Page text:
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ARS Home » Plains Area » Lincoln, Nebraska » Agroecosystem Management Research » Research » Publications at this Location » Publication #341326

Research Project: Assessing and Managing Antibiotic Resistance, Nutrients, and Pathogens In Animal-Impacted Agroecosystems

Location: Agroecosystem Management Research

Title: Tracking bacteria through the entire gastrointestinal tract of a beef steer

Author
item Durso, Lisa
item Miller, Daniel
item Callaway, Todd
item Schmidt, Ty - University Of Nebraska

Submitted to: Agricultural and Environmental Letters
Publication Type: Peer Reviewed Journal
Publication Acceptance Date: 7/20/2017
Publication Date: 8/17/2017
Citation: Durso, L.M., Miller, D.N., Schmidt, T.B, Callaway, T.R. 2017. Tracking bacteria through the entire gastrointestinal tract of a beef steer. Agricultural and Environmental Letters. 2:170016. doi:10.2134/ael2017.05.0016.
DOI: https://doi.org/10.2134/ael2017.05.0016

Interpretive Summary: Fecal-borne bacteria play a dynamic role in livestock agricultural systems. They cycle nutrients, emit gaseous, sometimes odorous, compounds, contribute to the animal’s health by impacting the immune system status, and serve as a source for zoonotic pathogens and antibiotic resistant bacteria. The feces represents an end product of a series of sequential bio-reactions occurring along the entire cattle gastrointestinal tract (GIT). The beef cattle GIT is a series of dynamic selective environments, from mouth to anus where a wide range of fermentative biochemical reactions convert complex feedstuff into components necessary for animal growth. The digestive tract is structured so that the output from one compartment serves as the input for the subsequent compartment. Both host animal physiological factors and substrate availability create a set of unique selective pressures in each of these compartments that influence which bacteria are enriched in each compartment. In this study, we characterized the bacteria along the entire length of the GIT. We found that the number of bacteria shared between neighboring compartments varied – with high numbers of shared bacteria in the rumen and fermentative parts of the GIT, but a much smaller amount shared between the stomach and the small intestine. Of the bacteria that were observed in the oral cavity, only 4% were also observed at the end of the GIT. These results provide insight into microbial spatial relationships along the beef cattle GIT.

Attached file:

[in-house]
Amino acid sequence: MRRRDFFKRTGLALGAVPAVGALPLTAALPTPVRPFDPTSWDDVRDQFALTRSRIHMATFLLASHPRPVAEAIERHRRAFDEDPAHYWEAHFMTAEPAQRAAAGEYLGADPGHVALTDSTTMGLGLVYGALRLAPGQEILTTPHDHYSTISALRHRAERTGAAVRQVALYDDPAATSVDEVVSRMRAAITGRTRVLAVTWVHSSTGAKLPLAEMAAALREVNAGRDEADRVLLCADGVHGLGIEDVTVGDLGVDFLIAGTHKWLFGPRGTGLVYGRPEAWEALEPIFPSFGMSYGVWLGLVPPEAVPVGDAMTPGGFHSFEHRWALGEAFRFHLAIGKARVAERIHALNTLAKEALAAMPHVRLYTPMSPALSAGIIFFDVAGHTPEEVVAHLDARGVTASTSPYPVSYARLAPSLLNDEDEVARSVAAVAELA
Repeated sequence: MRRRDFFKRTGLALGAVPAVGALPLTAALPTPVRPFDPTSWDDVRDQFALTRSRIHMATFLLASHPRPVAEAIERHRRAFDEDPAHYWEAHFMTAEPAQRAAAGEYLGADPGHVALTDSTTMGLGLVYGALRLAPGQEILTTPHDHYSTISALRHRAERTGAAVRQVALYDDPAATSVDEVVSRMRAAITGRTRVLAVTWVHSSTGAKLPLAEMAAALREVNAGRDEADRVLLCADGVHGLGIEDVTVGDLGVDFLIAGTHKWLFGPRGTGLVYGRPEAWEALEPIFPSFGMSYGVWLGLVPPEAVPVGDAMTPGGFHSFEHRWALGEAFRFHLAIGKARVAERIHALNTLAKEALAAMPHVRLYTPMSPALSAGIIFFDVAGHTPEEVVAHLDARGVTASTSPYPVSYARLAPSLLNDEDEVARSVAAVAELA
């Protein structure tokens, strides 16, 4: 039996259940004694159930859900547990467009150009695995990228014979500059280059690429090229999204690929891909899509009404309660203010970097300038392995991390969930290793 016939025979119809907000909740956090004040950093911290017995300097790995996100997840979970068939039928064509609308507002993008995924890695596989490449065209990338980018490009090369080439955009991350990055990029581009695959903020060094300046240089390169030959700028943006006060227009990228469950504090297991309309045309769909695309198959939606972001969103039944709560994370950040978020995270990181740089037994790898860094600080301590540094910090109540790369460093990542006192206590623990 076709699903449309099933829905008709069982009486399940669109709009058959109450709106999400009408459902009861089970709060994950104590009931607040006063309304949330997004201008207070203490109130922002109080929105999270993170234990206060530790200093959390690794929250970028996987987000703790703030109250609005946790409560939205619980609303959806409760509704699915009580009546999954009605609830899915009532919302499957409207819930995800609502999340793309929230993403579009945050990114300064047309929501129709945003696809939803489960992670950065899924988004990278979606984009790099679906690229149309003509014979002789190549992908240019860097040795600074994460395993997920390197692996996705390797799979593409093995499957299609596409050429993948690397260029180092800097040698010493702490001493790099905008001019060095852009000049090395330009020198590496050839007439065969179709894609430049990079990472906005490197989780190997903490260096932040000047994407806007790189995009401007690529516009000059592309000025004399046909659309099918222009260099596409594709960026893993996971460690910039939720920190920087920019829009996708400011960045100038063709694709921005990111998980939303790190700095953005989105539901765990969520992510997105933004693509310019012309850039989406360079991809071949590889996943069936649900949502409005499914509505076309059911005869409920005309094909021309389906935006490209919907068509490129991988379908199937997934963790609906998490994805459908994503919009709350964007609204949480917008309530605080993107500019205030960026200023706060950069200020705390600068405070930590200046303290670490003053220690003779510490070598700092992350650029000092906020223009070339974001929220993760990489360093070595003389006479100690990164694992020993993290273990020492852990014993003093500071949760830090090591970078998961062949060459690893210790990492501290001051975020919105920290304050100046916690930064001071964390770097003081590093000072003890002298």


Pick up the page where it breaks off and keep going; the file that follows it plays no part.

Technical Abstract: Biological processes within beef-cattle gastrointestinal tracts (GIT) influence animal health, while the output (feces), is an important vehicle for both zoonotic pathogens and antibiotic resistant bacteria. Although microbes in individual components of GIT have been extensively characterized, a whole-system microbial community census may reveal unrecognized relationships. Here we characterize bacteria from 16 GIT sites within a beef steer, and examine the proportion of bacteria contributed by upstream compartments. This animal displayed characteristic differences between tissue and ingesta communities in gastric and large-intestine samples. Up to 81% of operational taxonomic units (OTUs) were shared among neighboring gastric compartments, compared to 50% shared between abomasum and duodenum. It is unclear whether this reflects a decrease in bacterial number, or rapid multiplication of certain taxa. Only 4% of rectal OTUs were originally observed in the oral cavity.